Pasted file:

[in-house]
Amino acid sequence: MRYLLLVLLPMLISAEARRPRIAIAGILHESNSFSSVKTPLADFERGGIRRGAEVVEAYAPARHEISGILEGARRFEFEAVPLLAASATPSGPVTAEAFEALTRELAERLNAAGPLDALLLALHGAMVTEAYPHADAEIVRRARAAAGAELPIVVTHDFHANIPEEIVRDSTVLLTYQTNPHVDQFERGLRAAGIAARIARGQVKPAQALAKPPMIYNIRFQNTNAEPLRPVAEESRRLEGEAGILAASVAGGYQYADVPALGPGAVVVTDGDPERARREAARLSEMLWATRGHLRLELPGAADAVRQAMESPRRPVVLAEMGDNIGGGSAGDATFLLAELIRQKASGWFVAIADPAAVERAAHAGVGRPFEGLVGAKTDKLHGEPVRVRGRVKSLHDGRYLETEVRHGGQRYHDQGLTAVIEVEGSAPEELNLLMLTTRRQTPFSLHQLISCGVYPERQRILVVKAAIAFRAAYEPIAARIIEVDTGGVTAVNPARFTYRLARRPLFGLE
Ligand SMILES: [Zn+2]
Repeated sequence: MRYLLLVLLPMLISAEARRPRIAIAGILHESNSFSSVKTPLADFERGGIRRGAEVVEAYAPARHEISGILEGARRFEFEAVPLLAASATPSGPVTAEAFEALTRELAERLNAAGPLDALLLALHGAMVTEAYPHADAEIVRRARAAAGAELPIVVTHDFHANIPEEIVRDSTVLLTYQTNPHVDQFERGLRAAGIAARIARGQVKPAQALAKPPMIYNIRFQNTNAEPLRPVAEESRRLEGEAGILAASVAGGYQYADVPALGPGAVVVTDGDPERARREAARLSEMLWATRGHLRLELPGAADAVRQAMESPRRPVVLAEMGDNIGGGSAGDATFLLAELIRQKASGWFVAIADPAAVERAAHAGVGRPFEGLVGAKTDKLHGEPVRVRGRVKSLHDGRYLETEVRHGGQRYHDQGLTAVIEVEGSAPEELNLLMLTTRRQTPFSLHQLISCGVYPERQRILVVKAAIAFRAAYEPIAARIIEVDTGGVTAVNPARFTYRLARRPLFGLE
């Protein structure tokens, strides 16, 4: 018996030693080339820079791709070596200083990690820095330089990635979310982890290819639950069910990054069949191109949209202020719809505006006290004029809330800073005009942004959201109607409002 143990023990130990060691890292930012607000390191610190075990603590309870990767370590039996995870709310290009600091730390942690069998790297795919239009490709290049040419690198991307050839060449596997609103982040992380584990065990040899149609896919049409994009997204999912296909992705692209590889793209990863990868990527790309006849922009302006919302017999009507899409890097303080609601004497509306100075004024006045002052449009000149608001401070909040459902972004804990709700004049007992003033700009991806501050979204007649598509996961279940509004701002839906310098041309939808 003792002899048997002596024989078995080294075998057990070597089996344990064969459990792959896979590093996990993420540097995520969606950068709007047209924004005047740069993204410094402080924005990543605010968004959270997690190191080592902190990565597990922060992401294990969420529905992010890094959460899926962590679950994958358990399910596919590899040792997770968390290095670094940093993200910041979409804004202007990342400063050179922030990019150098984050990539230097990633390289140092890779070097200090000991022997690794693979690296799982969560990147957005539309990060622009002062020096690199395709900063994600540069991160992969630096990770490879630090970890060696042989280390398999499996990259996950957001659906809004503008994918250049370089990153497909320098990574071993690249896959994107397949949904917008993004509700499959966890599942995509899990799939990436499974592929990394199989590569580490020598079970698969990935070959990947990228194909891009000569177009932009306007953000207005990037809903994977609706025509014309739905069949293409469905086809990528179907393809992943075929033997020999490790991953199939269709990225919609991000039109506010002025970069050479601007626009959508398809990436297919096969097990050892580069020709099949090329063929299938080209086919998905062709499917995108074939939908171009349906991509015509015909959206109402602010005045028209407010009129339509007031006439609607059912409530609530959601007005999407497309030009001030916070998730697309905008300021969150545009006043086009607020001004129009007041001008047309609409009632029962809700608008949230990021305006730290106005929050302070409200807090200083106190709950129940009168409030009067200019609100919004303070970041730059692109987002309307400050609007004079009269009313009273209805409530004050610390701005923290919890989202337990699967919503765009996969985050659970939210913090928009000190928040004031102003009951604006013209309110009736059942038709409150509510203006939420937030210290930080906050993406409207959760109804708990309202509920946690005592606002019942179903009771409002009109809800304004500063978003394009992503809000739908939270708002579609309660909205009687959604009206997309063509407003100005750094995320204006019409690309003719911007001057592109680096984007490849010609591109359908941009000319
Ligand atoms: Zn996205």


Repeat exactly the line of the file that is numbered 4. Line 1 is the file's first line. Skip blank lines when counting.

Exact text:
Repeated sequence: MRYLLLVLLPMLISAEARRPRIAIAGILHESNSFSSVKTPLADFERGGIRRGAEVVEAYAPARHEISGILEGARRFEFEAVPLLAASATPSGPVTAEAFEALTRELAERLNAAGPLDALLLALHGAMVTEAYPHADAEIVRRARAAAGAELPIVVTHDFHANIPEEIVRDSTVLLTYQTNPHVDQFERGLRAAGIAARIARGQVKPAQALAKPPMIYNIRFQNTNAEPLRPVAEESRRLEGEAGILAASVAGGYQYADVPALGPGAVVVTDGDPERARREAARLSEMLWATRGHLRLELPGAADAVRQAMESPRRPVVLAEMGDNIGGGSAGDATFLLAELIRQKASGWFVAIADPAAVERAAHAGVGRPFEGLVGAKTDKLHGEPVRVRGRVKSLHDGRYLETEVRHGGQRYHDQGLTAVIEVEGSAPEELNLLMLTTRRQTPFSLHQLISCGVYPERQRILVVKAAIAFRAAYEPIAARIIEVDTGGVTAVNPARFTYRLARRPLFGLE